I watched this with my husband on Sunday afternoon, Valentine’s Day. A less bleak day than Saturday the 13th (overcast and never above 25 degrees). Today is bright and sunny and in the 50s. Almost spring like. I’m beginning to think I should have watched Testament of Youth yesterday instead of the Water Diviner. Continue reading “Movie Review: Testament of Youth (4 stars)”
The Water Diviner
Released: December 2014 (Australia) and April 2015 (America)
Watched Netflix BluRay: February 2016
Rating: 4.5 out of 5 stars
Four years after the Battle of Gallipoli, Australian farmer Joshua Connor (Russell Crowe) travels to Turkey to find his three sons, who never returned home from the war. When he arrives in Istanbul, he meets others who have also suffered losses: hotelier Ayshe (Olga Kurylenko) and her son, Orhan, who befriends Connor; and Major Hasan (Yilmaz Erdogan), a Turkish officer who fought against Connor’s sons and now may be their father’s only hope in finding closure.
My husband and I watched this on Saturday afternoon, Valentine’s Day weekend. I did not expect there to be a touching romance, but was pleasantly surprised to find one midst all the death Joshua persevered through in his search for his sons
Continue reading “Movie Review: The Water Diviner (4.5 stars)”
St. Vincent (2014)
Watched BluRay (via Netflix) September 2015
Rating: 3.5 to 4 stars
Very brief synopsis (via IMDB): A young boy whose parents have just divorced finds an unlikely friend and mentor in the misanthropic, bawdy, hedonistic war veteran who lives next door.
This film surprised me. All the performances were above average. Granted, this wasn’t much of a stretch for Bill Murray, but he did have a few shining moments. Lots of good laughs along with some very touching tragedy. We were all smiling and crying by the time the credits rolled.
I can see why it did so well at last year’s film festivals. Give this one a try. You’ll probably like it.
The Railway Man (2013)
Watched via Netflix BluRay February 2015
3.5 out of 5 stars
Plot Synopsis (via Wikipedia):
During World War II, Eric Lomax (Firth) is a British officer who is captured by the Japanese in Singapore and sent to a Japanese POW camp where he is forced to work on the Thai-Burma Railway north of the Malay Peninsula. During his time in the camp as one of the Far East Prisoners of War, Lomax is tortured by the Kempetai for building a radio receiver from spare parts. This is apparently due to his falling under suspicion of being a spy for supposedly using the British news broadcast receiver as a transmitter of military intelligence. His only intention, in fact, had been to use the device as a morale booster for himself and his fellow prisoner-slaves. The torture depicted includes beatings and waterboarding.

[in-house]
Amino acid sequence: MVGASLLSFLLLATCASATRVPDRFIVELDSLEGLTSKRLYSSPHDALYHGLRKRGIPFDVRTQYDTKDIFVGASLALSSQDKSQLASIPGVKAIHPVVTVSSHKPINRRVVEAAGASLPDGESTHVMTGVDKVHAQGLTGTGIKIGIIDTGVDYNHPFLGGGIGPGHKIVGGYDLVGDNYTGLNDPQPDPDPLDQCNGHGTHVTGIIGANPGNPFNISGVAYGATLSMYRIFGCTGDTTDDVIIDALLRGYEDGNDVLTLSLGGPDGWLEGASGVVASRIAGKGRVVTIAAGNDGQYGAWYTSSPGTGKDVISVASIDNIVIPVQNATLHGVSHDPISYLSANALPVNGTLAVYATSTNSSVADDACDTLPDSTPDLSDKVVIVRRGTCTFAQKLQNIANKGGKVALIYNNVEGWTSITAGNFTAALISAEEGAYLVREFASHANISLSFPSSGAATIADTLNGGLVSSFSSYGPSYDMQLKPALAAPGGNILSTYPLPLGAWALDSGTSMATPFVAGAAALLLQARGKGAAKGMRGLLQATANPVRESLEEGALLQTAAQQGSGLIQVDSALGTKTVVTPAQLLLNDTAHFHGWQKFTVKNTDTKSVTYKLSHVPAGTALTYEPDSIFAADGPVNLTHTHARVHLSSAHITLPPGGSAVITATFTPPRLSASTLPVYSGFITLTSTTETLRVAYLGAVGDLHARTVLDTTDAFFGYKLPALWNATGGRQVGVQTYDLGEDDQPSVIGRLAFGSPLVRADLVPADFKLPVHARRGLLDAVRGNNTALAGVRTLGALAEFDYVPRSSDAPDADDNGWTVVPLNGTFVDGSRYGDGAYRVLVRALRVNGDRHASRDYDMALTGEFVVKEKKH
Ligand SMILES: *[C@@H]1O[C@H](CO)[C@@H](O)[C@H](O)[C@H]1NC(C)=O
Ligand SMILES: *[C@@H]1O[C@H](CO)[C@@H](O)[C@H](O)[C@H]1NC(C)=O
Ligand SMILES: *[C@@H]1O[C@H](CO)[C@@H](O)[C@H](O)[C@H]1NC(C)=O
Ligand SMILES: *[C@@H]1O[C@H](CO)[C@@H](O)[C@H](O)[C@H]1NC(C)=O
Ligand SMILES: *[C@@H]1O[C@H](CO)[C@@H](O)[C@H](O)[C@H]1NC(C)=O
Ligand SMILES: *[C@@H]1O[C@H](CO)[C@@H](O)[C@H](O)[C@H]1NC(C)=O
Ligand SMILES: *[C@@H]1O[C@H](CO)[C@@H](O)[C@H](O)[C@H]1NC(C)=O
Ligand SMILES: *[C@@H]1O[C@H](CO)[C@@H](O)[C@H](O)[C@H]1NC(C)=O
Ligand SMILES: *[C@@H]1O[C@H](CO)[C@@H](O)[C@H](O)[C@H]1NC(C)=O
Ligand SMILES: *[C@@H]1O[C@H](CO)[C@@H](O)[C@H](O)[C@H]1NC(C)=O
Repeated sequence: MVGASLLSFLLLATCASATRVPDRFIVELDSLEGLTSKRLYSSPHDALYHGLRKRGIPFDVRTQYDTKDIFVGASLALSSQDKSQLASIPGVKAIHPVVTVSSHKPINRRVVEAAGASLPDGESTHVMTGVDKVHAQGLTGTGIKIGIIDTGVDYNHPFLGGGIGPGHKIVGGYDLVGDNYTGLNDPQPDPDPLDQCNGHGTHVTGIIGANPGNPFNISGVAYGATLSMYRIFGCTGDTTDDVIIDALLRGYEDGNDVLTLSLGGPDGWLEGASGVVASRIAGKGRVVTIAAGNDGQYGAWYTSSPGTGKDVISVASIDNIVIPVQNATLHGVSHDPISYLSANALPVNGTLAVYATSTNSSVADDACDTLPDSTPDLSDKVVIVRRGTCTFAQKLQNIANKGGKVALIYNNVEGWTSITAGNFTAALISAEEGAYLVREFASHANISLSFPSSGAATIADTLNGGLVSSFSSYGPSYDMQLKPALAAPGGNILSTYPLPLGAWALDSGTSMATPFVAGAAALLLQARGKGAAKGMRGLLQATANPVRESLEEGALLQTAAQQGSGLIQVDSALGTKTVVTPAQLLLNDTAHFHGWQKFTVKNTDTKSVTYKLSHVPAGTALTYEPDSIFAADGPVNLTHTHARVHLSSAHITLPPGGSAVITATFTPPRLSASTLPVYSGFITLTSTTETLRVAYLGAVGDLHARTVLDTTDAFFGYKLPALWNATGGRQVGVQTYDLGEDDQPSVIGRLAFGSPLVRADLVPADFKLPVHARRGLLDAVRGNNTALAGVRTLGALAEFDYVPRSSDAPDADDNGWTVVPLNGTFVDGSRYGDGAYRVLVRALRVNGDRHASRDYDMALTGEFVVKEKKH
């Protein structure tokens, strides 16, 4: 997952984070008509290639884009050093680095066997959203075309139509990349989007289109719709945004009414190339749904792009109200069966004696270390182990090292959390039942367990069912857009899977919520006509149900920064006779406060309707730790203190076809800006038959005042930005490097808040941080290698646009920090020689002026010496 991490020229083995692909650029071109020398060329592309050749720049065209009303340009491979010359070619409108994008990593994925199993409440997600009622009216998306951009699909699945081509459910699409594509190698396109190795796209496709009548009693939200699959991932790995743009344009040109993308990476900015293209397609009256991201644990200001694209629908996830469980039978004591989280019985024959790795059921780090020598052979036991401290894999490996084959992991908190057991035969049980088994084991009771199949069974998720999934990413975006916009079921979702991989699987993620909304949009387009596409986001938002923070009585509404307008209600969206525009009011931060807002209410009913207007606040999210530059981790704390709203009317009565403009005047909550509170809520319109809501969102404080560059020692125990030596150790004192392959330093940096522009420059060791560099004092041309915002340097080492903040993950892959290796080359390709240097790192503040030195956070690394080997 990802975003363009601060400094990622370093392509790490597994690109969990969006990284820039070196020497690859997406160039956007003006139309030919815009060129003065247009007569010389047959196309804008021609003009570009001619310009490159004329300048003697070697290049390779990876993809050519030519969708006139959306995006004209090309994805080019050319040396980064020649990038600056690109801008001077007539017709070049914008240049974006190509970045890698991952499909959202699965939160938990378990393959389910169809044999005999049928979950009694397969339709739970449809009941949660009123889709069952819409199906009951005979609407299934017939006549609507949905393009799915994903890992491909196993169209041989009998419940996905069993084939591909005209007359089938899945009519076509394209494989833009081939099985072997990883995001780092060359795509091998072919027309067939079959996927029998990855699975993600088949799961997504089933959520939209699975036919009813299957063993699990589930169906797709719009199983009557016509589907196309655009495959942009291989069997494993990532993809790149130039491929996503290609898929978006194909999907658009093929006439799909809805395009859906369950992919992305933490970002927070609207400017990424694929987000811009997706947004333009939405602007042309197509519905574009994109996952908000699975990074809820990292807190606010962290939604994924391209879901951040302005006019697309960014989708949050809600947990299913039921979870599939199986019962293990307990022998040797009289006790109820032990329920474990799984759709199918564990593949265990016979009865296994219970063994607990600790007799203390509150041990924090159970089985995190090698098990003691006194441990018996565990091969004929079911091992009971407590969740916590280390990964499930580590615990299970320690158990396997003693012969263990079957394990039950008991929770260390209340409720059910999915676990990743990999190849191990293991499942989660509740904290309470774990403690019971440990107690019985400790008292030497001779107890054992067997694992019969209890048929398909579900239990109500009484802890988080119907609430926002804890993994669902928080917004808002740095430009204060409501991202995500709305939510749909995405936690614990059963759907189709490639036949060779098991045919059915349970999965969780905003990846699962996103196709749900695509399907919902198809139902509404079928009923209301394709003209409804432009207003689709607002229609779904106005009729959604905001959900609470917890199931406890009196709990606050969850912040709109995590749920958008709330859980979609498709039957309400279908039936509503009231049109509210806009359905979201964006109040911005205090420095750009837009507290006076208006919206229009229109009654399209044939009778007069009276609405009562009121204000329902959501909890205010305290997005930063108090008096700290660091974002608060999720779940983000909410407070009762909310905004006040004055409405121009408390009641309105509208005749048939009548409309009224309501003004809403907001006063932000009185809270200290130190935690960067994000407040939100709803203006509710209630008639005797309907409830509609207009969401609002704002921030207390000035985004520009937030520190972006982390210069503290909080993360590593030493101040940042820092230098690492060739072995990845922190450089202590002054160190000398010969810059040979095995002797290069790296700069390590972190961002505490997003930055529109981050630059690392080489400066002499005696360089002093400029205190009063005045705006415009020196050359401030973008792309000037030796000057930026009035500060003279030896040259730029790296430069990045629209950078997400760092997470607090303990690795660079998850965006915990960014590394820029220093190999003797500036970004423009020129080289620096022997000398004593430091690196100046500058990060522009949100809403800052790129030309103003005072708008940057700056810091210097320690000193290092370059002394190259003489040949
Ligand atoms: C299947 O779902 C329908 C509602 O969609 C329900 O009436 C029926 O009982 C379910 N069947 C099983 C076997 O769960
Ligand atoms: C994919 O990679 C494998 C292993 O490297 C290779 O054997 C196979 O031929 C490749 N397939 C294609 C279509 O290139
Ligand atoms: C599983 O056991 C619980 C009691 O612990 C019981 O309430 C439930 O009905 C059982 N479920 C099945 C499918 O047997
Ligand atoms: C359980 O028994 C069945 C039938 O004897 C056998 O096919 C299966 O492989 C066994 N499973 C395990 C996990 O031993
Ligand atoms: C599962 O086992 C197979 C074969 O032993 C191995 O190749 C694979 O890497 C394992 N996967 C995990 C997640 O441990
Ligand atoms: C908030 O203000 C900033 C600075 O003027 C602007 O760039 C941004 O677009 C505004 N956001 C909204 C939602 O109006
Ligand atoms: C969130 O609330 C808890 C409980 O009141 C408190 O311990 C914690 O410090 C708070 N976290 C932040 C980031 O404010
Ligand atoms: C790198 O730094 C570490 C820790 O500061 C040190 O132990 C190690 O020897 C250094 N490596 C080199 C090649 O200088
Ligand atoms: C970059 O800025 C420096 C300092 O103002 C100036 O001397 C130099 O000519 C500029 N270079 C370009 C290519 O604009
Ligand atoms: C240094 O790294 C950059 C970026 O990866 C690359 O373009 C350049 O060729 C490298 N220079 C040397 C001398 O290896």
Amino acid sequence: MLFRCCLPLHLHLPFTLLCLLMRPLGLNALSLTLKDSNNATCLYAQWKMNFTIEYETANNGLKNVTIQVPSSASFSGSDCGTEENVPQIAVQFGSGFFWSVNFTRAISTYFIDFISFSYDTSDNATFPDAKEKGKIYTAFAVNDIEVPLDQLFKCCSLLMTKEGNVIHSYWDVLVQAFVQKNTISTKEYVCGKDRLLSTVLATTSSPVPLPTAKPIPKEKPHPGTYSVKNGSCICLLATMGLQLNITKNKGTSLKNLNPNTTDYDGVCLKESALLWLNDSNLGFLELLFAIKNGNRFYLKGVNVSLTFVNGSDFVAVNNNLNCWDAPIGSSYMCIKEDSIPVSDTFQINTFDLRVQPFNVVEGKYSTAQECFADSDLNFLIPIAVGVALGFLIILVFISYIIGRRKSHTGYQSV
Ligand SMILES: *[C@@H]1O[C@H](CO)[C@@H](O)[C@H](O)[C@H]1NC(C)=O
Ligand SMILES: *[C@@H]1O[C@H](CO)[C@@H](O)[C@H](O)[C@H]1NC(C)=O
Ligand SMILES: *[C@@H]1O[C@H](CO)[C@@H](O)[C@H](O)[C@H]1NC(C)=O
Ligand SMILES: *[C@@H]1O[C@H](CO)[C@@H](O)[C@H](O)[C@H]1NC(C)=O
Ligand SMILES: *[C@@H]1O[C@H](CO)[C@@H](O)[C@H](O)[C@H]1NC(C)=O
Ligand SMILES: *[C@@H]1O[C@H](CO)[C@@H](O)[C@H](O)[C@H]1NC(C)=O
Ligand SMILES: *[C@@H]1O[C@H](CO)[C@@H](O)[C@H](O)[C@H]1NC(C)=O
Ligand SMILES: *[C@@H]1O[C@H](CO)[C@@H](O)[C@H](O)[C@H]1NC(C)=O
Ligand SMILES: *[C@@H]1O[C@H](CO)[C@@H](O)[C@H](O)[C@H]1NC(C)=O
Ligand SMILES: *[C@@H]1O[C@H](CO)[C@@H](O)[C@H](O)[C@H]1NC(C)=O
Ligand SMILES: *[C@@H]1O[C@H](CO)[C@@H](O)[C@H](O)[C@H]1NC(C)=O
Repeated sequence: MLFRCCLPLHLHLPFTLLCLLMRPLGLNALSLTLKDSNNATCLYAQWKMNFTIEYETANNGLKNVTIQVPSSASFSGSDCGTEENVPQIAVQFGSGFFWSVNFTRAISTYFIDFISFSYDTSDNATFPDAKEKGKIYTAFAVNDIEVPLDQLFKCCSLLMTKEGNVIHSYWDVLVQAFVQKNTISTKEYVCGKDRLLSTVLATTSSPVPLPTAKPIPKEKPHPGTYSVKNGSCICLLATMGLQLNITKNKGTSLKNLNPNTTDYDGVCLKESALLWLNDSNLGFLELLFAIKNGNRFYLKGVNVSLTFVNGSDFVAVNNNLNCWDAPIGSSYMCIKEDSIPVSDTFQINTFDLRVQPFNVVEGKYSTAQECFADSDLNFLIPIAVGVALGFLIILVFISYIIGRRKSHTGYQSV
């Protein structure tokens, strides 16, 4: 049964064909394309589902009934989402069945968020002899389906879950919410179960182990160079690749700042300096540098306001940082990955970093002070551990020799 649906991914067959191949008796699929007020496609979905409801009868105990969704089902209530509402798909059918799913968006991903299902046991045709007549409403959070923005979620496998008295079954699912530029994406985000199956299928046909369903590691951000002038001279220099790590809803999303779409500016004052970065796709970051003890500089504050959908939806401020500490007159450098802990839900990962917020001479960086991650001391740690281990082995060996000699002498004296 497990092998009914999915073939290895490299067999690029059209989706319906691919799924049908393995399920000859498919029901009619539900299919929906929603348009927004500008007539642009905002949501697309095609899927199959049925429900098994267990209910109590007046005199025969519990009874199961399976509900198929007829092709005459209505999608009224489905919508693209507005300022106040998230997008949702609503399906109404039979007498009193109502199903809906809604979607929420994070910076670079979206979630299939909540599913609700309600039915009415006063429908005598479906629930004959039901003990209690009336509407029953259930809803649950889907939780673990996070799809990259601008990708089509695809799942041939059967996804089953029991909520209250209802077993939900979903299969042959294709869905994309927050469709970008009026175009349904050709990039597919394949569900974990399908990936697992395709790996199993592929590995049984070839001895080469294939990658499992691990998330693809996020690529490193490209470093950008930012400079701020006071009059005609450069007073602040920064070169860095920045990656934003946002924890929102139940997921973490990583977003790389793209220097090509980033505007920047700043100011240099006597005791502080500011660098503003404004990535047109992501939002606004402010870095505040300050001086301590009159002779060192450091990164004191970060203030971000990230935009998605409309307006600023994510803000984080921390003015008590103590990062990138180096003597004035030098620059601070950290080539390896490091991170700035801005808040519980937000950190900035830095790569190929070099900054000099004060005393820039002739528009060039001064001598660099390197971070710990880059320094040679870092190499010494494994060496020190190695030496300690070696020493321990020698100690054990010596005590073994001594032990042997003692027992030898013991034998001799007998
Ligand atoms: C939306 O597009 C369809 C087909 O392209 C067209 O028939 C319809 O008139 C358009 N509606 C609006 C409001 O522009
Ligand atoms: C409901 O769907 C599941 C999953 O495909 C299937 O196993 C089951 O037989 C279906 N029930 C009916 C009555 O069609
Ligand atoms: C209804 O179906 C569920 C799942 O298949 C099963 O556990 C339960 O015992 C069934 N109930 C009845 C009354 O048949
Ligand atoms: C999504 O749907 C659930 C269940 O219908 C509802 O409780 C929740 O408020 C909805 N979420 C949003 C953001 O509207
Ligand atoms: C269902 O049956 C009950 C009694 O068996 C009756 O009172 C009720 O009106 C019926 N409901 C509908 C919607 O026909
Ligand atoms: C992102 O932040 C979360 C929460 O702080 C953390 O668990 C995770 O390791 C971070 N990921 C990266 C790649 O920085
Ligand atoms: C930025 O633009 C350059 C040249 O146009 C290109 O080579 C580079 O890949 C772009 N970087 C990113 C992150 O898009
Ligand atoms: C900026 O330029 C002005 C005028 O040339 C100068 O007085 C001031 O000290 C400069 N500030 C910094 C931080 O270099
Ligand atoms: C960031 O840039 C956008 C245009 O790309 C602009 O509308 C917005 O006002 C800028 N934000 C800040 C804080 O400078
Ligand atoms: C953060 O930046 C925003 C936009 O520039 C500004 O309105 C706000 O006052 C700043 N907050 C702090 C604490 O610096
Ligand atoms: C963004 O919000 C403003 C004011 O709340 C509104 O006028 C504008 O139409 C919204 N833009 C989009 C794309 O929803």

Years later and still suffering the psychological trauma of his wartime experiences, with the help of his wife Patti (Kidman) and best friend Finlay (Skarsgård), Lomax (Firth) decides to find and confront one of his captors who had escaped prosecution as a war criminal. He returns to the scene of his torture after he has tracked down Japanese officer Takashi Nagase (Sanada) “in an attempt to let go of a lifetime of bitterness and hate”.
I believe I put this movie in my Netflix queue upon finishing the book Judy back in late November. The book told a more horrific story of the British POWs held by Japan after the fall of Singapore, but Continue reading “Movie Review: The Railway Man (2013) 3.5 Stars”
American Sniper (2014)
Directed by Clint Eastwood
Watched with husband in theater on Monday January 19, 2015
Rating: 4 out of 5 stars
Synopsis (via Wikipedia):
American Sniper is a 2014 American biographical war drama film directed by Clint Eastwood and written by Jason Hall. It is based on Chris Kyle’s autobiography American Sniper: The Autobiography of the Most Lethal Sniper in U.S. Military History. With 255 kills, 160 of which were officially confirmed by the Department of Defense, Kyle is the deadliest marksman in U.S. military history. His widow Taya Renae Kyle was heavily involved with the making of the film.
To be completely honest, I did not plan on seeing this movie in theaters. We recently upgraded our home entertainment system (by remodeling the family room which spent nearly ten years as a rock band rehearsal studio) and find it less compelling to spend nearly $50 to ‘enjoy’ a movie in an actual movie theater. I hadn’t even seen any trailers because I rarely watch television and when I do, I fast forward through all the commercials. But an eye-catching Tweet popped up in my newsfeed that piqued my interest. It was the one penned by Michael Moore espousing that ‘snipers are cowards.’ I particularly like Newt Gingrich’s quick reply that Michael should spend some time in terrorist controlled zones to better appreciate our defenders (see CNN’s article for more on this controversy).
Continue reading “Movie Review: American Sniper (2014) – 4 Stars”
Savings Mr. Banks
3.5-4 stars out of 5 stars
Watched BluRay June 1, 2014
My husband and I watched Saving Mr. Banks last Sunday evening. We both enjoyed the movie, especially the acting. I took the ‘story’ with a grain of salt, realizing early on that some liberties must have been taken with the facts to create a more enjoyable experience for the audience. I confirmed this in my spare time this week and will relate some of those findings later on in this review.
Savings Mr. Banks jumps back and forth between Continue reading “Movie Review: Saving Mr. Banks (2013) – 4 Stars”